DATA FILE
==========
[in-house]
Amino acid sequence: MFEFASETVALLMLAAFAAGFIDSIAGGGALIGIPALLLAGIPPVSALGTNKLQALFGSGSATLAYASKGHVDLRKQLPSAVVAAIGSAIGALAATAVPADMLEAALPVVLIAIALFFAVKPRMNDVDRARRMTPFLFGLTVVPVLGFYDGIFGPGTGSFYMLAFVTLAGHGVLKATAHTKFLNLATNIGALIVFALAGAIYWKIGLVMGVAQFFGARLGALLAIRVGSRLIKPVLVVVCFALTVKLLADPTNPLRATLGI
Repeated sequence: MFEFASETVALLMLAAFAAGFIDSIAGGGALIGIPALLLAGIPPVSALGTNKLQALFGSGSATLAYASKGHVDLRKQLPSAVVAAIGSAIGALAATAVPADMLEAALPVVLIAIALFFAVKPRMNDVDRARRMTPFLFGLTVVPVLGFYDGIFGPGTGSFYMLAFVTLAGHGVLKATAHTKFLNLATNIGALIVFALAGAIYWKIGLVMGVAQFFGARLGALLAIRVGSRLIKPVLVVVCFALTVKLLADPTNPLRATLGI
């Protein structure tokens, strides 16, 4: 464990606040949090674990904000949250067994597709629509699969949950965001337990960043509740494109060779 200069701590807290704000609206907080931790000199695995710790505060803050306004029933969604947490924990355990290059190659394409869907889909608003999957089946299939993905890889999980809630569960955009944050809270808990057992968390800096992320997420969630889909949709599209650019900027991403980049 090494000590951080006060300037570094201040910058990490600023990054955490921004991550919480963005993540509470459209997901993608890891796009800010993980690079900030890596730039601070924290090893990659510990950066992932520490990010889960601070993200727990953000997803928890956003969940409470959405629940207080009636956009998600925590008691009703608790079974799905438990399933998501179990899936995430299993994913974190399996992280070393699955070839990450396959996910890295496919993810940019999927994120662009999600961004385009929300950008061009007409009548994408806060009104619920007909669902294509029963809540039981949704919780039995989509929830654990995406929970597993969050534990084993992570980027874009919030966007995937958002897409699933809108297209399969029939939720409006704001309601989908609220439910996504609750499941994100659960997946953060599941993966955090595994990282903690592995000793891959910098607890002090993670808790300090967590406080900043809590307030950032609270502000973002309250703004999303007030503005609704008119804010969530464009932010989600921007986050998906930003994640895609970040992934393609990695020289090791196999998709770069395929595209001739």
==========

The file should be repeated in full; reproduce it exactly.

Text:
[in-house]
Amino acid sequence: MFEFASETVALLMLAAFAAGFIDSIAGGGALIGIPALLLAGIPPVSALGTNKLQALFGSGSATLAYASKGHVDLRKQLPSAVVAAIGSAIGALAATAVPADMLEAALPVVLIAIALFFAVKPRMNDVDRARRMTPFLFGLTVVPVLGFYDGIFGPGTGSFYMLAFVTLAGHGVLKATAHTKFLNLATNIGALIVFALAGAIYWKIGLVMGVAQFFGARLGALLAIRVGSRLIKPVLVVVCFALTVKLLADPTNPLRATLGI
Repeated sequence: MFEFASETVALLMLAAFAAGFIDSIAGGGALIGIPALLLAGIPPVSALGTNKLQALFGSGSATLAYASKGHVDLRKQLPSAVVAAIGSAIGALAATAVPADMLEAALPVVLIAIALFFAVKPRMNDVDRARRMTPFLFGLTVVPVLGFYDGIFGPGTGSFYMLAFVTLAGHGVLKATAHTKFLNLATNIGALIVFALAGAIYWKIGLVMGVAQFFGARLGALLAIRVGSRLIKPVLVVVCFALTVKLLADPTNPLRATLGI
């Protein structure tokens, strides 16, 4: 464990606040949090674990904000949250067994597709629509699969949950965001337990960043509740494109060779 200069701590807290704000609206907080931790000199695995710790505060803050306004029933969604947490924990355990290059190659394409869907889909608003999957089946299939993905890889999980809630569960955009944050809270808990057992968390800096992320997420969630889909949709599209650019900027991403980049 090494000590951080006060300037570094201040910058990490600023990054955490921004991550919480963005993540509470459209997901993608890891796009800010993980690079900030890596730039601070924290090893990659510990950066992932520490990010889960601070993200727990953000997803928890956003969940409470959405629940207080009636956009998600925590008691009703608790079974799905438990399933998501179990899936995430299993994913974190399996992280070393699955070839990450396959996910890295496919993810940019999927994120662009999600961004385009929300950008061009007409009548994408806060009104619920007909669902294509029963809540039981949704919780039995989509929830654990995406929970597993969050534990084993992570980027874009919030966007995937958002897409699933809108297209399969029939939720409006704001309601989908609220439910996504609750499941994100659960997946953060599941993966955090595994990282903690592995000793891959910098607890002090993670808790300090967590406080900043809590307030950032609270502000973002309250703004999303007030503005609704008119804010969530464009932010989600921007986050998906930003994640895609970040992934393609990695020289090791196999998709770069395929595209001739």